The link to the game design document can be found here: GDD

References:

Tzvi Freeman. (1997). Creating A Great Design Document. Available: http://www.gamasutra.com/view/feature/131632/creating_a_great_design_document.php. Last accessed 14/01/15.

Tim Ryan. (1999). The Anatomy of a Design Document. Available: http://www.gamasutra.com/view/feature/131791/the_anatomy_of_a_design_document_.php. Last accessed 14/01/15.

Digital Prototype

 

I further developed my paper prototype in game maker. I made a menu screen containing the play button, which takes you to the game level. A controls button, which takes you to the controls level. The exit button that exits you out of the game. For now all the sprites and titles are placeholder sprites. These will all be replaced once I have gotten the main focus of the game mechanics sorted first. It is important to prioritize certain part of the game such as the mechanics over other things such as sprites. You don’t want to be spending ages creating a good looking sprite then realise you don’t have enough time to add core game mechanics to the game.

prototype1

The prototype as of now consists of a player, two barriers with their corresponding health set up and two bows that the player can pull back and fire. The enemies are also setup as red cubes that move towards the player inflicting damage on contact of the barriers.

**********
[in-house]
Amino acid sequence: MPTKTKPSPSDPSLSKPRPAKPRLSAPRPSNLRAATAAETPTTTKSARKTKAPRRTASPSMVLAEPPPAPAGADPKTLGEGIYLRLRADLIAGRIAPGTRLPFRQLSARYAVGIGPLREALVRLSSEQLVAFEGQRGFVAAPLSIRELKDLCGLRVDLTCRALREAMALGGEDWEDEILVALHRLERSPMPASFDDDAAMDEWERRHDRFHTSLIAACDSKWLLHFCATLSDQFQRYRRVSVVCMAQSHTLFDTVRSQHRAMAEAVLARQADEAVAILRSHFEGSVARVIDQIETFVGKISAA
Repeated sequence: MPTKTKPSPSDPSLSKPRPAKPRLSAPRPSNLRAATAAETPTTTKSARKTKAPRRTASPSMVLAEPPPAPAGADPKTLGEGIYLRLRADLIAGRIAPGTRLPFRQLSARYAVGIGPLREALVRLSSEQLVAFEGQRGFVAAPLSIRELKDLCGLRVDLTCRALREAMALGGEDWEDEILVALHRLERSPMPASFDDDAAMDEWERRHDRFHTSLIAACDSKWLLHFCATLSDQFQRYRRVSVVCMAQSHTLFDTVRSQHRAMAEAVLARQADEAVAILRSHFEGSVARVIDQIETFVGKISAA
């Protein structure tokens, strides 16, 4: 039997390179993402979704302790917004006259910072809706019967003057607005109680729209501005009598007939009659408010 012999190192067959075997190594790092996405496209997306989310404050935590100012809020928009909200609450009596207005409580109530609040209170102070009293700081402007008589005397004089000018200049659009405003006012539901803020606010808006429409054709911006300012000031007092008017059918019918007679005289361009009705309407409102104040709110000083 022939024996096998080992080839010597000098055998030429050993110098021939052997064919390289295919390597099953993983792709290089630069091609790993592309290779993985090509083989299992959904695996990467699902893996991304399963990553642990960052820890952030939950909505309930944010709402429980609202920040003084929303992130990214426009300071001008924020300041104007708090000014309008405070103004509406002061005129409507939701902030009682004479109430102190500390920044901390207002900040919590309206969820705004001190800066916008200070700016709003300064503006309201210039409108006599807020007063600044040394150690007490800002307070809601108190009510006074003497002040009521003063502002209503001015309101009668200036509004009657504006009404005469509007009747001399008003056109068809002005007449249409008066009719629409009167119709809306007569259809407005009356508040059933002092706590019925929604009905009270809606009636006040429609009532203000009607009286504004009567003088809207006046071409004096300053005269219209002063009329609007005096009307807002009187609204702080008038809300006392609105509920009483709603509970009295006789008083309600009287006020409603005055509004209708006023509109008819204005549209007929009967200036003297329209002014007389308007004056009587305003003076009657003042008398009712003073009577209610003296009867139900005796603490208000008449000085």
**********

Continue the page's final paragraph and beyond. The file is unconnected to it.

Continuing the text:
prototype2 prototype3

 

Now I have setup my digital prototype I can further develop it with good looking sprites and fancy game mechanics that I don’t need in my game.

Paper Protoype

My Project prototype consists of:

barrier                 bow

The barrier                           The bow

 

char                    enemy

The player                                                The enemy

 

2 dice, one 20 sided and another 6 sided.

Rules:

– Every turn an enemy spawns 30 cms from the player.

– You can shoot once per turn and move left or right once per turn

– every turn the enemies move 15 cms closer to you.

– You can shoot once per turn.

– When you shoot. depending how far away the enemy is you roll the dice to see if you hit.

If the enemy is less than 15 cms away from you you roll a 6 sided dice, if he is more than 15 cms away from you, roll the 20 sided dice. for the 6 sided dice, 3 or more and you hit, killing the enemy. With the 20 sided dice, roll 10 ore more to kill the enemy.

– If the enemy hit the barrier, a health is taken from the barrier. The barrier starts with 10 health and every turn the enemy is in contact with the barrier a health is taken from it.

– If the barrier gets destroyed it’s game over.

 

I played the paper prototype for a good amount of time with other people to test my game. After playing the paper prototype I realised only having one enemy was a bit boring and I needed a bit of a challenge. Playing the prototype was really beneficial to me for play testing my game before I make it.